Here are the differences:
su <someuser> starts a shell for user
someuser. Unless you're root, you'll be asked the password for
su (without username) start a shell for user
root (after asking for the root password).
sudo asks for your password and (assuming you have sudo rights) executes a command with root privileges (
sudo reboot asks for your password and reboots the computer).
sudo su <somesuer> executes
su with root privileges. So it doesn't ask for
someuser's password. It will however ask for your password to verify your sudo rights. After that it will start a shell for user someuser.
In terms of privileges, there is no difference for the shell that is opened by
sudo su <someuser> or by
su <someuser>. This isn't a security issue, as the shell process can't escalate to the privileges of the parent process.
You can see the difference if you look at the process tree.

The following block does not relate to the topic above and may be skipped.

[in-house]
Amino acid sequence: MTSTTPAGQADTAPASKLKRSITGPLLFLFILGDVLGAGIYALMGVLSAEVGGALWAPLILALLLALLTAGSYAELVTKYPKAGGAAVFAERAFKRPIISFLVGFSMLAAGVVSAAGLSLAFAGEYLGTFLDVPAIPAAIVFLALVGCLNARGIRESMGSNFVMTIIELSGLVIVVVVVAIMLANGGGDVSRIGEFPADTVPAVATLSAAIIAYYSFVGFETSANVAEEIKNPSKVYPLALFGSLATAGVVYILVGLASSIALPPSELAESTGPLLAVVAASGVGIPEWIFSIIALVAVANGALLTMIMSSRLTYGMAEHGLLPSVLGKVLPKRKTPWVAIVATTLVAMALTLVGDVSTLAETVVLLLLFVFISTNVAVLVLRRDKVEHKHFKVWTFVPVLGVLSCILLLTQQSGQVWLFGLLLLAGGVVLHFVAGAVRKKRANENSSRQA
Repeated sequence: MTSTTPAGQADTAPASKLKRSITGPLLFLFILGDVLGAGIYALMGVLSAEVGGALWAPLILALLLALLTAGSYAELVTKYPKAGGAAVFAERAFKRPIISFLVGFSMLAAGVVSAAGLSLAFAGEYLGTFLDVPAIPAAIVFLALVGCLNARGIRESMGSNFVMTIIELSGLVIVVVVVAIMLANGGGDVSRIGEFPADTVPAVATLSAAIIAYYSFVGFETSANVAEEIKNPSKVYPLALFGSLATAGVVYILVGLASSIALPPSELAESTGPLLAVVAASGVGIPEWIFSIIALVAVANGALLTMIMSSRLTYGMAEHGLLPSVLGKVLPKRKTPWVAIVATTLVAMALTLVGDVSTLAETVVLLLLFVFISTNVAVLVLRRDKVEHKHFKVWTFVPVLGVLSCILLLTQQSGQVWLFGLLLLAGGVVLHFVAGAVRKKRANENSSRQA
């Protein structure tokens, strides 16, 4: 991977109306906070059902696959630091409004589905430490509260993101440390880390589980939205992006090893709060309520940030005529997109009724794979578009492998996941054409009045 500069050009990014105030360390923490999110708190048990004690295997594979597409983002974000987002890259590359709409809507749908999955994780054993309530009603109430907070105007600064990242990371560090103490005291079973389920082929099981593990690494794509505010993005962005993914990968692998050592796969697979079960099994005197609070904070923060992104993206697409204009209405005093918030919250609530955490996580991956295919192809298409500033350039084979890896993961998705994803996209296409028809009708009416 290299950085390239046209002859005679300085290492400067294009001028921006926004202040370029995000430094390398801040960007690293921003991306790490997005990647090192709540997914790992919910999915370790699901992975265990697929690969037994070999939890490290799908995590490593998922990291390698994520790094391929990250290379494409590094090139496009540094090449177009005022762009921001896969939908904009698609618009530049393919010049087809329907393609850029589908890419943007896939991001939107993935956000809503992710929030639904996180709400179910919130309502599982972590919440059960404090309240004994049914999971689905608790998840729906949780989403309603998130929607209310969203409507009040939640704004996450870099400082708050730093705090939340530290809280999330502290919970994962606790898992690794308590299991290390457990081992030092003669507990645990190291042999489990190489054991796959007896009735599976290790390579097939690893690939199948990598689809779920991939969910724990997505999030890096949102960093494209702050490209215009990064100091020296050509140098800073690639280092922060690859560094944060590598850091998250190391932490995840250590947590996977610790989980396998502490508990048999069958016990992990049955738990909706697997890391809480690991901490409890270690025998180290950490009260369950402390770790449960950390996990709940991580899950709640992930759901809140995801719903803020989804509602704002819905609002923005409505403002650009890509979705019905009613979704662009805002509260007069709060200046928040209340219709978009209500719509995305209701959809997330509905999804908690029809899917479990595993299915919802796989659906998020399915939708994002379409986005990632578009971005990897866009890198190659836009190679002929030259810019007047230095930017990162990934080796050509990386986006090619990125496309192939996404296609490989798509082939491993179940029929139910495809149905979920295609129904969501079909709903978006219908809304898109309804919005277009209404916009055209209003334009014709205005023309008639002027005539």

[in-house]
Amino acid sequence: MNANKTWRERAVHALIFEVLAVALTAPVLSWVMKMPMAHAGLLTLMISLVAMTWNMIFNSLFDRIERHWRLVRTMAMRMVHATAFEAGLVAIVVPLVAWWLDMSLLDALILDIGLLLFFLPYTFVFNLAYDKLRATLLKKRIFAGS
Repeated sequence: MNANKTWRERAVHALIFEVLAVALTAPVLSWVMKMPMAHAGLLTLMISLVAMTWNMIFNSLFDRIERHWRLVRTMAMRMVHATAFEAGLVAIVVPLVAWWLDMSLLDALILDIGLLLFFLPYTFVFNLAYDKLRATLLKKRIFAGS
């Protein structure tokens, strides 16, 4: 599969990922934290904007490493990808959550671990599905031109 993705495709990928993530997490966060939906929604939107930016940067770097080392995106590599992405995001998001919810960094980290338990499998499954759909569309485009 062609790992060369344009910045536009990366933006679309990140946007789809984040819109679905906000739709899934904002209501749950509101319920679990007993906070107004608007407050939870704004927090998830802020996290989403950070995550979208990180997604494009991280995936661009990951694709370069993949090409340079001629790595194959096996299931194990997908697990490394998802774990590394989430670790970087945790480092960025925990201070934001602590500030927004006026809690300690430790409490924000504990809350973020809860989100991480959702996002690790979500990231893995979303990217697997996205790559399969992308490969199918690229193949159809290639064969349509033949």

sudo su <someuser> shows (assuming bash):
su <someuser> shows:
Your next question is probably how to pass a password in an unattended script, which doesn't require user input. I think there are two options:
- Run the script from cron (or any variant thereof) and run it as root
- Run the script from your own account and use the -S option of sudo like this:
echo <yourpassword> | sudo -S su -l <someuser> or even better:
echo <yourpassword> | sudo -S su -l <someuser> -c '<somecommand>'. Make sure the script is only readable by yourself, as your password is in it. More indirectly, you can store your password in a file and cat it to sudo. Then your script can be readable, but your password file can't be.